Wrigley Field, home of the Chicago Cubs, is one of the oldest ballparks in the nation. It’s steeped in history and baseball lore. Singing the national anthem at the beginning of the game first began at Wrigley during the 1918 World Series, and the field is said to be the locale of the first permanent concession stand in baseball. But as of 2010, for at least one game, in at least one section, peanuts will not be sold.
The Chicago Sun-Times reports that during Monday’s 7:05 p.m. game against the Pittsburgh Pirates, “the centerfield Batter’s Eye skybox will be a peanut-free zone reserved for those with allergies.” Kelly Rudnicki, author of The Food Allergy Mama’s Baking Book, is excited to take her son, John, who has a peanut allergy, to the game, saying, “It’s not only the opportunity for him to go to a baseball game, but it’s an opportunity to be around other kids like him.” Kids like Julia Davis, who had to leave after a half-hour at her first Cubs game, because her allergies “caused her to break out in hives and begin wheezing.”
Before I go any further, I have to confess I have never seen a child in the throes of a peanut allergy. I know anaphylaxis is no joke and would never want to see a child suffer it. That being said, it concerns me that reports of food allergies increased 18% from 1997-2007, along with rates of hospital discharges related to food allergies, which nearly tripled from 1998-2006, according to the CDC.
Kidshealth.org, a site run by The Nemours Center for Children’s Health Media, points out that “it is rare that people get an allergic reaction just from breathing in small particles of nuts or peanuts…. And just the smell of foods containing peanuts won’t produce a reaction because the scent does not contain the protein.” So why did Julia Davis begin wheezing at Wrigley Field? The site explains that, “In the few cases when people do react to airborne particles, it’s usually in an enclosed area (like a restaurant or bar) where lots of peanuts are being cracked from their shells.” But Wrigley Field is an open-air stadium.
What I’m saying is, maybe we should wait a minute before we start changing the lyrics of Take Me Out to the Ball Game from “Buy me some peanuts and Cracker Jacks,” to “Seat me in the peanut-free skybox.”
It’s not that I don’t think all kids should be able to enjoy the game, but are we sure all kids that are thought to have peanut allergies actually have a peanut allergy? Dr. Gary Stadtmauer, who teaches in the allergy fellowship program at the Mount Sinai School of Medicine, says, “Many food allergies are actually food intolerances.” He told PBS, “People commonly think an adverse reaction to something is a food allergy. That’s a leap that they should probably not be making.” Which is not to say that the children in the Sun-Times story are not allergic, but PBS notes that a recent survey published in the Journal of Allergy and Clinical Immunology suggests that the rise in peanut allergy is due to misdiagnosis. Dr. Marc Riedl, an allergist and immunologist at UCLA, told The New York Times in May that “30 percent of the population believe they have food allergies,” but “about half the patients coming to his clinic because they had been told they had a food allergy did not really have one.”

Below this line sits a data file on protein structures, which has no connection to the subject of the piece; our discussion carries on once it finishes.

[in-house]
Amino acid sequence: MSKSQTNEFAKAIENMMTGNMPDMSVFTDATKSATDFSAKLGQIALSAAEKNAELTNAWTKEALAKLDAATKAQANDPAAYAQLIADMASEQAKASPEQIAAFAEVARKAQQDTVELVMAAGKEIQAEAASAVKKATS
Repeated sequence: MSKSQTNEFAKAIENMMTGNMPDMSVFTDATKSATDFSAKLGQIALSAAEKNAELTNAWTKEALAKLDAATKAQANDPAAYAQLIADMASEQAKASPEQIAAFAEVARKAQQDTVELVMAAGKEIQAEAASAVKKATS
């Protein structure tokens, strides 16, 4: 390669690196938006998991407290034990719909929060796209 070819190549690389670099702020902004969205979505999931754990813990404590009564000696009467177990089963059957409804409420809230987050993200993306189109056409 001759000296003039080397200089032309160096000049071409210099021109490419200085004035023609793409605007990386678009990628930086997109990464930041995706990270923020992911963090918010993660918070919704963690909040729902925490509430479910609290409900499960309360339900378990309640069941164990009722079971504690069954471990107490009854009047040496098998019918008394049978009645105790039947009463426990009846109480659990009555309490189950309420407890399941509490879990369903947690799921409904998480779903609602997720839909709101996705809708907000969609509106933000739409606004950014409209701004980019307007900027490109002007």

So, am I suggesting that it’s possible kids could be wheezing at Wrigley because they think they have a peanut allergy that can make them cough from inhaling little tiny peanut particles floating in the air, when in reality, the science doesn’t support it? Yes. (The Food Allergy Initiative reiterates that, “Non-ingestion contact (touching peanuts or inhaling airborne peanut allergens, such as dust from the shells) is less likely to trigger a severe reaction.”)
Does that mean that Wrigley is doing anyone any harm by offering a peanut-free zone during games? Of course not. From a business standpoint, it’s brilliant. Responding to the wishes of worried parents is only going to put more butts in seats. But is it a good idea to rid the world of peanuts? Absolutely not. Especially since exposing people to tiny amounts of what they’re allergic to is how doctors treat allergies. (Not that shots work, necessarily. I took allergy shots for at least six years and the only thing that got me over my hayfever was moving out of the country and into the city.)
In fact, eliminating allergens is what many scientists believe to be causing so many allergies. According to PBS, “the hygiene hypothesis first proposed two decades ago by British researcher David Strachan… suggests that a lack of exposure to germs and bacteria during the formative years have weakened contemporary immune systems.” Riedl believes that “could result in higher rates of food allergies.” He doesn’t seem entirely wrong.
Photo: Ivana Simovic